Today nearly every person is affected by mental illness, whether it is our own struggle or the suffering of a close friend or family member.
An estimated 20 percent of all Americans of age 16 and over – 51 million people – are afflicted in any given year with some form of mental illness such as major depression, bipolar disorder, schizophrenia or acute anxiety. Yet less than 25 percent of those who suffer are ever properly diagnosed and still fewer receive needed treatment and support.
One of the major reasons? In a word, it’s stigma.
Among the cruelest aspects of mental illness is that we don’t know much about it. No one fully understands how the brain works and why, at time, it works differently in different people. Our society tends to not give the same acceptance to brain disorders as we do other organ disorders such as heart disease.
As a result, those that suffer tend to be isolated, even shunned, increasing their feelings of loneliness, despair and shame. Nearly two thirds of all people with a diagnosable mental disorder do not seek treatment. And without hope or support, they turn to drugs, alcohol and too often, violence. The result can be devastating. Consider one example of students in high school and college. Right now suicide is the second leading cause of death among students of age 16 – 24. Nearly 50 percent of high school and college students report feelings of acute depression and anxiety. Yet few receive diagnosis or treatment. The number one reason they cite for not seeking help is fear of being stigmatized.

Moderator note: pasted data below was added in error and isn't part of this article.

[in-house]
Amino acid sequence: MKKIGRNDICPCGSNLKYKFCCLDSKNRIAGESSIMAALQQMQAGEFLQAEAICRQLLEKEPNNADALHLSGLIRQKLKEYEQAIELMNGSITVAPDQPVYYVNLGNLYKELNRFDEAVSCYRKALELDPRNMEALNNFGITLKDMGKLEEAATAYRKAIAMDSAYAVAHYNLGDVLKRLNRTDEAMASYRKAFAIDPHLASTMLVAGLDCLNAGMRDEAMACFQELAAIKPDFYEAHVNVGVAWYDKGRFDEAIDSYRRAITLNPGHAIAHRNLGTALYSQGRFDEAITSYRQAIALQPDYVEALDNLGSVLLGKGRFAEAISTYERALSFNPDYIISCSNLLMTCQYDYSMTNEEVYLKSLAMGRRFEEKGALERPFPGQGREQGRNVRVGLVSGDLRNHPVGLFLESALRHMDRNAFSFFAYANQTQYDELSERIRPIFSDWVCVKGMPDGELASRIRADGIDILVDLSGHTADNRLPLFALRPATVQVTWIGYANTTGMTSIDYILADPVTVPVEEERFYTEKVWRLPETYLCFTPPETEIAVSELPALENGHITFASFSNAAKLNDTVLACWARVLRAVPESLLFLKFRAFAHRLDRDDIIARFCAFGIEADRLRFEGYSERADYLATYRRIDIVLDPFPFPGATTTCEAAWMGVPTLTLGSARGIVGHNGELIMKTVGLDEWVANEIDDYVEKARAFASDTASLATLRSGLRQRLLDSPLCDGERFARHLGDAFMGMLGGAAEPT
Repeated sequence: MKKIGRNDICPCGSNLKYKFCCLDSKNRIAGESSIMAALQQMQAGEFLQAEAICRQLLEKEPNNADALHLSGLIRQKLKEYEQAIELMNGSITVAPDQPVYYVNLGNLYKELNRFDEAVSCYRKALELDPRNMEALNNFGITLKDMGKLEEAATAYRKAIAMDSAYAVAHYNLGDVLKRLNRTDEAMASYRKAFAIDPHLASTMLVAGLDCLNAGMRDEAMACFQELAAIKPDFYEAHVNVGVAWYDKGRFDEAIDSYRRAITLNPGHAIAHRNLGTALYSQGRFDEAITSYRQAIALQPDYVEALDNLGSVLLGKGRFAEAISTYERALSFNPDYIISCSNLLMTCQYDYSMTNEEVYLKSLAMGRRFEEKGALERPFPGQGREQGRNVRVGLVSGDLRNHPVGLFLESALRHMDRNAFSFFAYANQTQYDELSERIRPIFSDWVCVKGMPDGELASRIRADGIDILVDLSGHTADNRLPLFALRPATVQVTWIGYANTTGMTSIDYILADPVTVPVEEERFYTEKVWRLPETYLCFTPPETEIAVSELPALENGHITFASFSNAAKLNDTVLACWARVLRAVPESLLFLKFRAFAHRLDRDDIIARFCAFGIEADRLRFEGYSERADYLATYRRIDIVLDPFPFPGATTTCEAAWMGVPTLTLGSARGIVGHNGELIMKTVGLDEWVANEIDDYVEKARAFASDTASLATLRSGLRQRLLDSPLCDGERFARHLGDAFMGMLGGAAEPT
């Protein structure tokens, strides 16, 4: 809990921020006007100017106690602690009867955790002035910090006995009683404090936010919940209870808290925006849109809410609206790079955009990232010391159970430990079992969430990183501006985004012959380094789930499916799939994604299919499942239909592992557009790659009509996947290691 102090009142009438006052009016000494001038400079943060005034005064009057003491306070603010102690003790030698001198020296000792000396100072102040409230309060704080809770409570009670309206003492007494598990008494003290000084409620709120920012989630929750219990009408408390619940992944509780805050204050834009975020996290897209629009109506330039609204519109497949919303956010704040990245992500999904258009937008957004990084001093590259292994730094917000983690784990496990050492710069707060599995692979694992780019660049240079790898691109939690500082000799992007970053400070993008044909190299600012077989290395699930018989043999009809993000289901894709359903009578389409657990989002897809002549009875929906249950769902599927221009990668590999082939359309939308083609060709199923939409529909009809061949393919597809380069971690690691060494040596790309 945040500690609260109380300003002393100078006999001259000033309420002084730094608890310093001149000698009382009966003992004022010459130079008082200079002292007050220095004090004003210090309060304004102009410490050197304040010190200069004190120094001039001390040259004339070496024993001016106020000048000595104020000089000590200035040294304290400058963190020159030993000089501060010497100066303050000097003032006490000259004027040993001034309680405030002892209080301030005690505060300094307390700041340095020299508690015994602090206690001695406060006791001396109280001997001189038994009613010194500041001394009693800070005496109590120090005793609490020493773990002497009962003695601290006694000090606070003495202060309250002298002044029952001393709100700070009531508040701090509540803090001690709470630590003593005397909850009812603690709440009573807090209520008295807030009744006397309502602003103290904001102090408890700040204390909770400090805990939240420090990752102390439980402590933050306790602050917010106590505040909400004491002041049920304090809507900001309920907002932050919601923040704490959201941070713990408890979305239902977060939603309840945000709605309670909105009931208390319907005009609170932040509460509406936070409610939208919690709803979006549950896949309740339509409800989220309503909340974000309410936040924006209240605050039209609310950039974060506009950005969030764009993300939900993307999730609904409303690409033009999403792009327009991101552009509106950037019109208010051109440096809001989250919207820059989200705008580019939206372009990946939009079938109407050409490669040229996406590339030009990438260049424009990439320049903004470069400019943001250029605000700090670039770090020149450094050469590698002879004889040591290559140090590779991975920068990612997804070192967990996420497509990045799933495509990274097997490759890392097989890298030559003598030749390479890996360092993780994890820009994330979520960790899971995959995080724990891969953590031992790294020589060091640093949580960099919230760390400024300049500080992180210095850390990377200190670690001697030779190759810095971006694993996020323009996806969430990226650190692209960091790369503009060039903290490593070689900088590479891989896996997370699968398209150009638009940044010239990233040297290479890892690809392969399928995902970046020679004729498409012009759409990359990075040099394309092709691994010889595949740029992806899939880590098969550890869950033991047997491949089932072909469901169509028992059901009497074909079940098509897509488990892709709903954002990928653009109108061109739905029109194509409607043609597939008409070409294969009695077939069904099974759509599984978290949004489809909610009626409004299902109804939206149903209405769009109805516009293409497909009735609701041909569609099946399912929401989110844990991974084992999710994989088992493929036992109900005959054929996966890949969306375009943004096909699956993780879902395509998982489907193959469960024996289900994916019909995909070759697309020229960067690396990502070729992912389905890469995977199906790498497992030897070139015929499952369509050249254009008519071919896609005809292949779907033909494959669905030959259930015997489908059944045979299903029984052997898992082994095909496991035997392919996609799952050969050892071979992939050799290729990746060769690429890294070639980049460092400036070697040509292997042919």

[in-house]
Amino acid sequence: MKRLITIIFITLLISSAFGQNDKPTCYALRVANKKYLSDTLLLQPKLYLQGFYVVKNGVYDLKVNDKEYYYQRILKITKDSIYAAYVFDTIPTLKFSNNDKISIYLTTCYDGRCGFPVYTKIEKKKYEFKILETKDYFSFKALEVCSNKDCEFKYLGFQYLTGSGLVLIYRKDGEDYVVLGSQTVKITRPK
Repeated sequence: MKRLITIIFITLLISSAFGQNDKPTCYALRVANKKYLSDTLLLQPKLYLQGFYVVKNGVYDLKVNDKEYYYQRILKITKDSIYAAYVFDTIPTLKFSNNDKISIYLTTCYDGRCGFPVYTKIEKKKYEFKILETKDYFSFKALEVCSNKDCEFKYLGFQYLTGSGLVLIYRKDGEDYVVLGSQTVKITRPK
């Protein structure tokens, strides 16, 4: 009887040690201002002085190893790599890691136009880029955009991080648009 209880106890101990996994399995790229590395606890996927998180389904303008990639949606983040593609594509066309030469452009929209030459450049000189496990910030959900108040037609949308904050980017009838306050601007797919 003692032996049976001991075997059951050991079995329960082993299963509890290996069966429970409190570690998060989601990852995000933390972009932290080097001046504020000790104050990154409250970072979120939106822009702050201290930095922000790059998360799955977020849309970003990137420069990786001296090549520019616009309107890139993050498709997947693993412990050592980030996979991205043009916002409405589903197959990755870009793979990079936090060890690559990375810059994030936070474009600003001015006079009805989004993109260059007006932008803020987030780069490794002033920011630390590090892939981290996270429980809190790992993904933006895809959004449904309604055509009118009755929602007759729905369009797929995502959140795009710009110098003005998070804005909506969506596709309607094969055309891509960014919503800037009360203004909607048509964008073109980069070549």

We started the McKenzie Foundation of San Francisco in 2006 to help build awareness of issues related to mental health and reduce the associated stigma, especially among adolescents.
The McKenzie Foundation of San Francisco is founded on the simple belief that awareness brings understanding and empathy. And with understanding and knowledge we can better find treatment and cures.